Details of the IFI initiative are available at This is an initiative aimed at increasing participation under the auspices of the English Federation of Disability Sport supported in 2001 by grant of £1 million from the Sport England Lottery Fund towards a total project cost of £1.3 million. Local authority partners contributed further funding of £0.3 million. IFI facilities offer a wide range of benefits to disabled customers, including: 'Facilities that have undertaken both physical and communication access improvements, staff that have a high level of training, an opportunity to exercise in a truly inclusive environment and access to healthy lifestyle choices'.

As part of the intervention participants will be assessed by the fitness professional for a suitable programme and a profile created taking into consideration each participant's family, social background, their hopes, health and fitness needs. An intervention will be created to address participant's requirements. Interventions will typically include components of endurance, muscle strength, flexibility and cardiovascular fitness. Exercise sessions will normally last up to one hour and components be programmed at an appropriate intensity, duration, frequency and progression according to exercise prescription principals.

2. The Physical Activity Support System (PASS):
The PASS will include information, practical advice and physical support from a physiotherapist for both the participants with neurological conditions and the health and fitness professionals involved in physical activity provision. A physiotherapist will provide support so that therapeutic exercises of the participant's choice can be safely and effectively delivered.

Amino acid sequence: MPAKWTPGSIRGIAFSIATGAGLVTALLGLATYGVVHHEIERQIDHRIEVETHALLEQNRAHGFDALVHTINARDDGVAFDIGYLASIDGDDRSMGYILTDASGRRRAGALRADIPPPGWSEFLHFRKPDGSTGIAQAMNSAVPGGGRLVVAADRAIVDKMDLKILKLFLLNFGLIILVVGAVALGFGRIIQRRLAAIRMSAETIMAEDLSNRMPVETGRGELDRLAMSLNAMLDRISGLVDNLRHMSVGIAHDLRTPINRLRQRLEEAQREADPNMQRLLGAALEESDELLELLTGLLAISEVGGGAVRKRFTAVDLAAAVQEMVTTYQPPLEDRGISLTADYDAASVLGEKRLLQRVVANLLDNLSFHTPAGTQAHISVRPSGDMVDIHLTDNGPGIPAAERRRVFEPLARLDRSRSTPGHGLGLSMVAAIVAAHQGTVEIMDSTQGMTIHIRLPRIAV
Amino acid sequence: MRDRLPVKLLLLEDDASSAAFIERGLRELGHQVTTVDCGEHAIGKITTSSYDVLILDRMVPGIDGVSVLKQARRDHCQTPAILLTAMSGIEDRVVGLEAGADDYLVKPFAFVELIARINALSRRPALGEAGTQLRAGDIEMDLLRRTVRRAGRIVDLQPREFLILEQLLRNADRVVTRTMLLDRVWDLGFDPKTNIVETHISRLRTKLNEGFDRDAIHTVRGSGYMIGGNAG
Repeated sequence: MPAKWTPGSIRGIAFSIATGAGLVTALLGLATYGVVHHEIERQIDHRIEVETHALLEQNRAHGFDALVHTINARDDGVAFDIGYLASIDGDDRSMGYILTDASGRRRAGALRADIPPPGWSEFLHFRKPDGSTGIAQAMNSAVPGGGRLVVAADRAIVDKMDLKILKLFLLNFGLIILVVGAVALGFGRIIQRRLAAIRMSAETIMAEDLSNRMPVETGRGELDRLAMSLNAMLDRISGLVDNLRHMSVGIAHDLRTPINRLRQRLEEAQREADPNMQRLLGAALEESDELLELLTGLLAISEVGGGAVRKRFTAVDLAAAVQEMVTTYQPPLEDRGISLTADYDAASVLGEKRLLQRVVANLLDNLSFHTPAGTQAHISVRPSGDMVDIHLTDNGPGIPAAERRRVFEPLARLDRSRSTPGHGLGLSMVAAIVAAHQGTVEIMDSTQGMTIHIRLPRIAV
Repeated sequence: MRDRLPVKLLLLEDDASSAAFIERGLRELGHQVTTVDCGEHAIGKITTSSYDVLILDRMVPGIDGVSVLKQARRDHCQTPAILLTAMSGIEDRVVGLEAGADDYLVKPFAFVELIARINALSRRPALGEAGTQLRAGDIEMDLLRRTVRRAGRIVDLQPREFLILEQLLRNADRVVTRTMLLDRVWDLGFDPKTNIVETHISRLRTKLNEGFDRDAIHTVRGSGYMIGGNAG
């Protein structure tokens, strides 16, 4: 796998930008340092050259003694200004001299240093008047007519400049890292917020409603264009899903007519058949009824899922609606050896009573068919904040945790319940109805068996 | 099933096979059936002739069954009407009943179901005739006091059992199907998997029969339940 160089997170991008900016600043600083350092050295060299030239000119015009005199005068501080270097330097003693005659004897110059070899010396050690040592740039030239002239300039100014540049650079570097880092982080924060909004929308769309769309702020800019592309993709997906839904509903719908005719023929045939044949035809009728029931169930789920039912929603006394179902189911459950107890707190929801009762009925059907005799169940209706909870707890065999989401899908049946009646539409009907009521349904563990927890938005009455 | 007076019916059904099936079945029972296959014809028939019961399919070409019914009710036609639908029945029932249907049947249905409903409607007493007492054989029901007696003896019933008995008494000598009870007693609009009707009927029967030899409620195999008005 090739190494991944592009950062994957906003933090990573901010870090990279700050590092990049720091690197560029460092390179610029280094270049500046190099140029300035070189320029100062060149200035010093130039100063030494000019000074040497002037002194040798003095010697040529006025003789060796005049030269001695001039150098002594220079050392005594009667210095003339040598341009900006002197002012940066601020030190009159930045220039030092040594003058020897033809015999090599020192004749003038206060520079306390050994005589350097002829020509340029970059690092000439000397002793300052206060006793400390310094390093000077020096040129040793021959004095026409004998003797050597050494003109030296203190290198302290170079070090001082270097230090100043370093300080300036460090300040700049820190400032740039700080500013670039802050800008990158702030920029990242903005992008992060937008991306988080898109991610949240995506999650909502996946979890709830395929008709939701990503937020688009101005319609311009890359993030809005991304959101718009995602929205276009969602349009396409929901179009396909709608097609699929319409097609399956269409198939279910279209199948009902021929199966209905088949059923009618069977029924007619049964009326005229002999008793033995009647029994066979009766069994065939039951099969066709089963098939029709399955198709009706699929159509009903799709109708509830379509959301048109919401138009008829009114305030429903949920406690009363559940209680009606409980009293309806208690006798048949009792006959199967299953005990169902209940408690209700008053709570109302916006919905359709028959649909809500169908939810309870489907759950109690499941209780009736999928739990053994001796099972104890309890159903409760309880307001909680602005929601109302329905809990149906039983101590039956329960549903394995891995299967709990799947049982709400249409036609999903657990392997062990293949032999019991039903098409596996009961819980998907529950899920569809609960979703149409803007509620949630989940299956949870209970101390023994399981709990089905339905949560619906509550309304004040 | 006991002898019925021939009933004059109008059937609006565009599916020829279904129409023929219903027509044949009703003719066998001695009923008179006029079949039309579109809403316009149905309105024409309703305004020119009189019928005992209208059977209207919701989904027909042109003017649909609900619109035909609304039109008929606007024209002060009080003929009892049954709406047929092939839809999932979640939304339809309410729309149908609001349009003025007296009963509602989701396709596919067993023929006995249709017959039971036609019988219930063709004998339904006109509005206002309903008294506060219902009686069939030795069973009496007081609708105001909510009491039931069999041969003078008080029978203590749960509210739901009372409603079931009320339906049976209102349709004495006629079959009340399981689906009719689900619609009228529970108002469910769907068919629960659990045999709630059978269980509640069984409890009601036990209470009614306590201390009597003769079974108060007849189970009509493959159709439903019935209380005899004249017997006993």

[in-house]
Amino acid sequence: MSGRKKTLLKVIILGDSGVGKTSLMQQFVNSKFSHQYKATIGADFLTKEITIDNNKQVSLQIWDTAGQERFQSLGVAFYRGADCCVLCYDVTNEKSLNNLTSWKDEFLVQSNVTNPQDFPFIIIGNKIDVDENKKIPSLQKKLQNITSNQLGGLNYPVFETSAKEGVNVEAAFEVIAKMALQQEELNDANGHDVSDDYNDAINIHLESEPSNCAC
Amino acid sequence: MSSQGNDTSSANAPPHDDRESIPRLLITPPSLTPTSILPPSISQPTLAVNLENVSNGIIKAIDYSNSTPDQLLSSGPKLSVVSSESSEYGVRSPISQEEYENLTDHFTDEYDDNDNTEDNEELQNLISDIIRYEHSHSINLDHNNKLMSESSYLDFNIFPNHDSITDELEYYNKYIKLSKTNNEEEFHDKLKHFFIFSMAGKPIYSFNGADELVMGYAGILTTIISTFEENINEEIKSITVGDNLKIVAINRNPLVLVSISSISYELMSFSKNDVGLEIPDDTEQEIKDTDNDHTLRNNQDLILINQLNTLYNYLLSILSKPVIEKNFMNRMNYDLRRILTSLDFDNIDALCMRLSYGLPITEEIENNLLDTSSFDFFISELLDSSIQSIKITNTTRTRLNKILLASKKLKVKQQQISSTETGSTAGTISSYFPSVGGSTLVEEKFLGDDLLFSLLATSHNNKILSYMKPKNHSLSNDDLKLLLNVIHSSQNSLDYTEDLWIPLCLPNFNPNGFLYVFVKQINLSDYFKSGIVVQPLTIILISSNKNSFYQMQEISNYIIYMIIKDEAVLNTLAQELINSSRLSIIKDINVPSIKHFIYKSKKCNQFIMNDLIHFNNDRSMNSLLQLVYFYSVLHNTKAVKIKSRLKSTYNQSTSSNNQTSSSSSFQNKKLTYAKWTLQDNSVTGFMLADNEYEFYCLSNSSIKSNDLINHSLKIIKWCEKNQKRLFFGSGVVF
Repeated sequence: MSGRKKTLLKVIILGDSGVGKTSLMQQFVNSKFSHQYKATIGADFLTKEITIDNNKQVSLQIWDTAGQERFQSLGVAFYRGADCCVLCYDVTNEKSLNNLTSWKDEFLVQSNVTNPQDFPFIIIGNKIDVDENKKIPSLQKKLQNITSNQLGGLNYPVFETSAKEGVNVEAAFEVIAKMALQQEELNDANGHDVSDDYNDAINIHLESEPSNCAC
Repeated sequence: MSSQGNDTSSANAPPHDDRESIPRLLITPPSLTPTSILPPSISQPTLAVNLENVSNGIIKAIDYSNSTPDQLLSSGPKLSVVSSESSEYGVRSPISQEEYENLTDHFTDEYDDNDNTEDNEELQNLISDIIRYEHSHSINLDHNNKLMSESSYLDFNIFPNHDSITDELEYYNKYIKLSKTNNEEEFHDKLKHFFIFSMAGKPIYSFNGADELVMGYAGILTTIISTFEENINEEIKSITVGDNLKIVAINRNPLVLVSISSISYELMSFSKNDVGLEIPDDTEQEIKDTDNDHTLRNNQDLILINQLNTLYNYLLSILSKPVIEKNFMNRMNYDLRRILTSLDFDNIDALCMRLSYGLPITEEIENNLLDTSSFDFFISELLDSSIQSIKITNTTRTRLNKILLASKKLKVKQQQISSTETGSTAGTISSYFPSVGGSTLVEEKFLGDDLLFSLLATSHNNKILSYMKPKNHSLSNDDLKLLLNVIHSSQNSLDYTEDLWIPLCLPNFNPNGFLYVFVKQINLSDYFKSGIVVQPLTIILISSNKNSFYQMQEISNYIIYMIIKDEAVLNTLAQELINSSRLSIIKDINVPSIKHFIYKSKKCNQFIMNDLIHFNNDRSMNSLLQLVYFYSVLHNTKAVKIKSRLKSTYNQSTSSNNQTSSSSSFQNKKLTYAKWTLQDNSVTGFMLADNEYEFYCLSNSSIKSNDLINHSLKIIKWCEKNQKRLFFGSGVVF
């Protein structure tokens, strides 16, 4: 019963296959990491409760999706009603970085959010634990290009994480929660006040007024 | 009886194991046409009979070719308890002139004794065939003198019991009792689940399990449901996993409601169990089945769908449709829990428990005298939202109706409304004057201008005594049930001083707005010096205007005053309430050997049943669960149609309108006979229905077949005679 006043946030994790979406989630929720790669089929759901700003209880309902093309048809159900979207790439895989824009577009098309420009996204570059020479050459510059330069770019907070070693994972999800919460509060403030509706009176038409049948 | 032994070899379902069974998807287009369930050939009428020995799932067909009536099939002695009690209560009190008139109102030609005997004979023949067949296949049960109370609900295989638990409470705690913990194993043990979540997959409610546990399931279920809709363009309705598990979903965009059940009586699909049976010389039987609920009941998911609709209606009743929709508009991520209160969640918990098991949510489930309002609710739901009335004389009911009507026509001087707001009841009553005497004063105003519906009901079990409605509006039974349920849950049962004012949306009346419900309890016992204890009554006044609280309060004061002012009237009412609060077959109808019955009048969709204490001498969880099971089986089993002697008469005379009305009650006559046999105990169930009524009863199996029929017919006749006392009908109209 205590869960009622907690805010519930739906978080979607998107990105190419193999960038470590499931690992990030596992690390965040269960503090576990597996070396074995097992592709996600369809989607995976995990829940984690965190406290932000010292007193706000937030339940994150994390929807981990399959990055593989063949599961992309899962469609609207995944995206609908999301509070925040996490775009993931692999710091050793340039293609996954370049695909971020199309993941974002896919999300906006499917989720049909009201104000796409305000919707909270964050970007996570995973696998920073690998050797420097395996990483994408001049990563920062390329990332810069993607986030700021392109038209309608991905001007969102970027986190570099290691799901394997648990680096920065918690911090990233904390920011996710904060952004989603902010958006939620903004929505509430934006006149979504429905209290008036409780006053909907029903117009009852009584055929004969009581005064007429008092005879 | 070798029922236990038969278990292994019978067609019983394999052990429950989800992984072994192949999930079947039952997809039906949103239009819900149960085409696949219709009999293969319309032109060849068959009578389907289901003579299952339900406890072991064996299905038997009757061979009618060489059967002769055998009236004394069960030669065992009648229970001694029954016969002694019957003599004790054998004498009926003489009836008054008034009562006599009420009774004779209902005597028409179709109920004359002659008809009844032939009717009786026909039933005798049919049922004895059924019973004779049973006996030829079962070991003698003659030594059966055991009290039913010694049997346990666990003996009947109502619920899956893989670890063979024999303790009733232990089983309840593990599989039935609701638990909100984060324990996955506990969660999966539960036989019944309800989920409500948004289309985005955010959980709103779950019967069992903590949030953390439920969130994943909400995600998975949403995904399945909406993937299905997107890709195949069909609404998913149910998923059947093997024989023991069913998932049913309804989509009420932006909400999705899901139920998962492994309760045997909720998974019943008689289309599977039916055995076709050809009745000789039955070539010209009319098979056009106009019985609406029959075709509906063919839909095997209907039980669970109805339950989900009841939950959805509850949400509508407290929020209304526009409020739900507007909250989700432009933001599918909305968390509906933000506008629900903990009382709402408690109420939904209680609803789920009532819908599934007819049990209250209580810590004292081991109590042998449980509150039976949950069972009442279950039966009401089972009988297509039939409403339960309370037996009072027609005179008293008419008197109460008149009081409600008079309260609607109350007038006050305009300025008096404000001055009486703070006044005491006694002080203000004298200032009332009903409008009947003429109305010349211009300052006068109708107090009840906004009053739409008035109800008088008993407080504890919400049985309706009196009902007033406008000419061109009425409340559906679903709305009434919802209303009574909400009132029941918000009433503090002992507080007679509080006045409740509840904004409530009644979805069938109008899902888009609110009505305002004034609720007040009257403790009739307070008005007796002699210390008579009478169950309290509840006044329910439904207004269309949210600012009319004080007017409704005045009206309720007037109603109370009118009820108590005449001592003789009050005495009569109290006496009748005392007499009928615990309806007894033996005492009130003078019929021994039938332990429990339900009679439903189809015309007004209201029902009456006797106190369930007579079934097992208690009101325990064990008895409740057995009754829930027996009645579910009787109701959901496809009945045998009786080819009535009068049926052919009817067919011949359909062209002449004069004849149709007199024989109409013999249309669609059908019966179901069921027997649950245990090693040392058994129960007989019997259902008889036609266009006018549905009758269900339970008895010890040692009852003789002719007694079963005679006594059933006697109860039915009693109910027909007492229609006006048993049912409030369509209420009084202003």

Each participant will be supported by the physiotherapist at their initial fitness assessment and up to 5 subsequent attendances, though this number of sessions may vary between participants. It is expected the number of support sessions will be an integral aspect of measuring the support system. A physiotherapist will then provide the fitness trainer and participant with phone/web based contact as required.

Participants will receive full reimbursement for transport and gym costs for their attendance during the three-month intervention period. Participants will be encouraged to continue exercising at the end of the 3 month period, but funding will no longer be available. Local initiatives, such as exercise prescription and discounted membership schemes to support continued exercise participation will be explored as appropriate at this point.

Intervention type



Not Specified

Drug names

Primary outcome measure

The primary outcome measure will be the Physical Activity questionnaire in the Elderly (PASE), which is a participant and carer completed measure of activity and community mobility. This will be measured at 0, 3 and 6 months.

Secondary outcome measures

Secondary measures will be measured at 0, 3 and 6 months, and will include:
1. Physical activity participation as measured by the number of sessions attended. The number will be determined from the computerised attendance data at the IFI centres and attendance diaries kept by the trainer
2. Home mobility step counts measured by accelerometer readings over an 8-day period